Tuesday, July 28, 2009

Crying Indian

Fellow blogger JenX defines my generation as the collection of “former latchkey kids born between 1961-81, at the intersection of faith and culture.” Her blog explores the cultural subtleties of Generation X with unusual passion and insight; unusual because many of us hardly even recognize ourselves as a coherent, identifiable group. In our youth, we often experienced some degree of identity crisis, but then again, perhaps our very struggle for identity IS one of the defining characteristics of our generation.

Inspired by Jen’s blog, I’ve begun to consider my own place in this phenomenon called Generation X.

Just the other day, I was reminded of an iconic image from our generation. Almost anyone who grew up in the 1970s will remember the crying Indian from the Keep America Beautiful ads. A Native American man dressed in buckskin and a single feather overlooks a polluted cityscape choked with cars, trash, and smog while a teardrop rolls down his cheek. The narrator intones with stoic solemnity, “People start pollution. People can stop it.”

The problem with the ad is that neither the Indian nor the teardrop were real. The teardrop was glycerin and the Indian was really an Italian-American who took the name Iron Eyes Cody. His real name was Espera Oscar DeCorti. Ginger Strand wrote a much more thorough and thought-provoking account of the true history behind the ad.

And yet this image, though largely false, still managed to stir up strong feelings for many people. It invoked a sense of the idyllic, mythic past of our nation and inspired many to express greater concern for the environment.

On a personal level, the crying Indian creates a sense of irony, forever trapped between negative and idealized stereotypes. As a young child in the 1970s, I was old enough to remember the lingering remnants of a deeply racist society. I still remember the difficulty my parents faced when trying to rent a house. In those days, people made little attempt to conceal their racist attitudes and overtly refused us housing simply for being Indian. I can still hear the insults in my mind and feel the sting of rejection. And still the 1970s produced a change in racial attitudes. Suddenly the popular culture turned, and being Indian became something to admire, but not necessarily for all the right reasons. One moment we were despised, and the next moment we were loved for being the “noble savages” of someone’s imagination. Imagine my confusion as a little boy when my ethnic identity was simultaneously hated and treated as an idealized myth. Both versions of popular mythology tend to isolate the human beings behind the label.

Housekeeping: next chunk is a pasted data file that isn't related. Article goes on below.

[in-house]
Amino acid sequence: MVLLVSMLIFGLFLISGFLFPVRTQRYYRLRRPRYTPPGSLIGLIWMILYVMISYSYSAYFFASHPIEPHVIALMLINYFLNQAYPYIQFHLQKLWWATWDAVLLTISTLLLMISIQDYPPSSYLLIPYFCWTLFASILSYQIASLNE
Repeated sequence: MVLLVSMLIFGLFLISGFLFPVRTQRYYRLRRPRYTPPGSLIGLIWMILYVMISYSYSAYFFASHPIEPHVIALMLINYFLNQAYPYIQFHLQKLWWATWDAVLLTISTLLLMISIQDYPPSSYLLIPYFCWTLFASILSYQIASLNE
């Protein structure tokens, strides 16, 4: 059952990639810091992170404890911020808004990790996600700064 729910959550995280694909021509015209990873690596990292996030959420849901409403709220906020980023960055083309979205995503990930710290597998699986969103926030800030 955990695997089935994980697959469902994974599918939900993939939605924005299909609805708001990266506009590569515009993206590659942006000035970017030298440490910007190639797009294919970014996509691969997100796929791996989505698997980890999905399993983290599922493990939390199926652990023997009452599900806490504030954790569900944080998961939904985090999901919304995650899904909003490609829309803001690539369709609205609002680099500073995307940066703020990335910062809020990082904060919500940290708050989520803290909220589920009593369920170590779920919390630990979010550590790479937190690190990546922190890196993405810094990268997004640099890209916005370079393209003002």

So for Jen, this is my version of a Generation X story, with a Native twist.

By the way, you can check out this version of the crying Indian ad. Here’s another one.


jenX said...

I would love to reprint this as a guest post on my blog with your permission! This is fantastic. I know it will mean a lot to Robert when he reads it.

Barry Moses (Sulustu) said...

Of course, Jen. You may post this blog as you like.

jenX said...

Hey Barry! can you send me a 2-3 sentence bio that I can post along with your guest blog!? I'd like to put this up on Saturday! Thank you!

Barry Moses (Sulustu) said...

Oh Jen, now you're really challenging me. ;)

How about you take a few lines from my blog bio; whatever you feel is the most important information for your vieweres?

Sorry to pass the buck; I just hate talking about myself that way.

Krystal said...

I can't imagine what it must have been like for you. I know that my grandmother only mentioned her Native American side ONCE to me.

Barry Moses (Sulustu) said...

Krystal, my experiences have taught me to understand and appreciate the world. I wouldn't take any of it back.


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